After Edward III’s attempt to invade Scotland failed, those in power in Westminster lost interest in the border regions. It was up to local families such as the Percys, the Nevilles and the Dacres to justify their jurisdictional powers and they built many tower houses for protection against raiders. The same thing happened on the Scottish side of the boundary and tower houses lie thick along the valleys of the Esk, Liddel, Teviot and Jed Water.
The style of these Scottish tower houses is similar to the English tower houses with some subtle differences. They were larger and had a higher degree of elaboration. In the sixteenth century, there was a tendency toward steep ridge-roof and gables instead of battlements, parapets and a rampart walk. Also some of the houses had, at the corners, corbelled bartizans which were favored by the French. The men who built these homes had substantial wealth and there was greater attention to comfort with more fireplaces and latrines. The architecture became more complex with wings being added, giving more space within the tower.
Some surviving tower houses in Scotland include Hallbar in South Lanarkshire, and Craigievar Castle, Castle Fraser and Crathes Castle, all in Aberdeenshire. One of the finest examples of a medieval Scottish tower house is Craigmillar Castle in Edinburgh, built by the wealthy Preston family.
Tower houses exist but are notably rare in Wales and the March. However, the Irish enthusiastically adopted the practice of building castles and tower houses. The tower houses of Ireland were primarily the defended homes of the wealthy landowning class. They were built by the Anglo-Irish as well as Gaelic families during the years 1400 to 1650.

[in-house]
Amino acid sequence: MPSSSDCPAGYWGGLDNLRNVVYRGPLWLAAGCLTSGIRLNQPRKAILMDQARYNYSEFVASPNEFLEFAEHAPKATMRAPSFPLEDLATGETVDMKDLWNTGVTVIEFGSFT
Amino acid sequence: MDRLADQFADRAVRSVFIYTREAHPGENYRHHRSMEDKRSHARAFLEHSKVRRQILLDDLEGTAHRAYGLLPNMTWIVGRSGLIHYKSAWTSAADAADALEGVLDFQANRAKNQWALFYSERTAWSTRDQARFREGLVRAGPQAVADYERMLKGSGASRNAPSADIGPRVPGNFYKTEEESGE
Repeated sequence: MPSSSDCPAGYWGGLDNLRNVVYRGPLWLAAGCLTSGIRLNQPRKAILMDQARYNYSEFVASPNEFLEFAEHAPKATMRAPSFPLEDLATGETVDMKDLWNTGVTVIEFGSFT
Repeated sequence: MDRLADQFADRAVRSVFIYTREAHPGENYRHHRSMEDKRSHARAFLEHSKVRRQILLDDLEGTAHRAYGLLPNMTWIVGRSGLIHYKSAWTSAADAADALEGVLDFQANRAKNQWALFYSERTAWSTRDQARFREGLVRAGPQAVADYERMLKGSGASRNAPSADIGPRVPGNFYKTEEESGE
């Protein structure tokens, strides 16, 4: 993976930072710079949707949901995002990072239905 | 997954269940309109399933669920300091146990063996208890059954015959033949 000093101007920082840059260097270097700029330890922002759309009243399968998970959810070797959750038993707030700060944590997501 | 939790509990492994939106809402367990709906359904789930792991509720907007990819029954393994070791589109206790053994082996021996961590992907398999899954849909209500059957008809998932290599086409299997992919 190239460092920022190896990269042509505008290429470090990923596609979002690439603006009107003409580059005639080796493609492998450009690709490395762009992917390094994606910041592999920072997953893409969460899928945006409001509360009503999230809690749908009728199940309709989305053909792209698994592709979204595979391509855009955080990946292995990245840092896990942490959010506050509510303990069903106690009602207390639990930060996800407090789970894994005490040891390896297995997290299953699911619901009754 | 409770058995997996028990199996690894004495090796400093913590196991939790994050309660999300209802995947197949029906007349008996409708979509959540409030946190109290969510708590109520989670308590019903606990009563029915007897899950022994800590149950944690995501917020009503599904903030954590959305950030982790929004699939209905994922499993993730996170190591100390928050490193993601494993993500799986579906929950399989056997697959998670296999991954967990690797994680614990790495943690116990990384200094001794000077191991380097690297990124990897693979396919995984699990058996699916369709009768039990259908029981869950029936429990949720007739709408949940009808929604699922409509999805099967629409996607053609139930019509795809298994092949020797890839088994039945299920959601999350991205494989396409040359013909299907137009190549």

The majority of the castles in Ireland are tower houses. These castles may have been scaled down versions of earlier Anglo-Norman keeps or possibly the secular equivalent of belfry towers that were built by Irish abbeys and monasteries in the fifteenth century. The idea for them could also have been imported from England, Scotland or the Continent. In the late fourteenth and early fifteenth centuries, there was a transformation from arable to pastoral agriculture which resulted in a fragmentation in major lordships. Smaller lordships were created along with greater wealth and the proliferation of tower house construction.
Tower houses in Ireland provided protection from disorderly neighbors and raiders, held the administration of the estate and were the social centers of the rural community. The majority of these buildings were rectangular, nearly square and had tall walls. One would enter the lobby of the tower and on one side there might be a small porter’s station and on the other a spiral staircase to the upper levels. Some Irish tower houses had a straight flight of stone steps within the thickness of a side wall instead of a spiral. The chambers above would contain deep wall cupboards and fireplaces and narrow slit windows. The spiral staircase would end at the parapet which consisted of a wall-walk with some crenelation. After the Tudor conquest of Ireland and especially after Cromwell and the New Model Army crushed opposition in Ireland, the humble tower house became obsolete.
Some examples of tower houses in Ireland that still exist are Kinlough Castle in Co. Galway, Dunguire Castle in Co. Galway, Bunratty Castle in Co. Clare, Bourchiers’ Castle in Co. Limerick and Thoor Ballylee in Co. Galway.
Tower Houses in France, Italy and Central Europe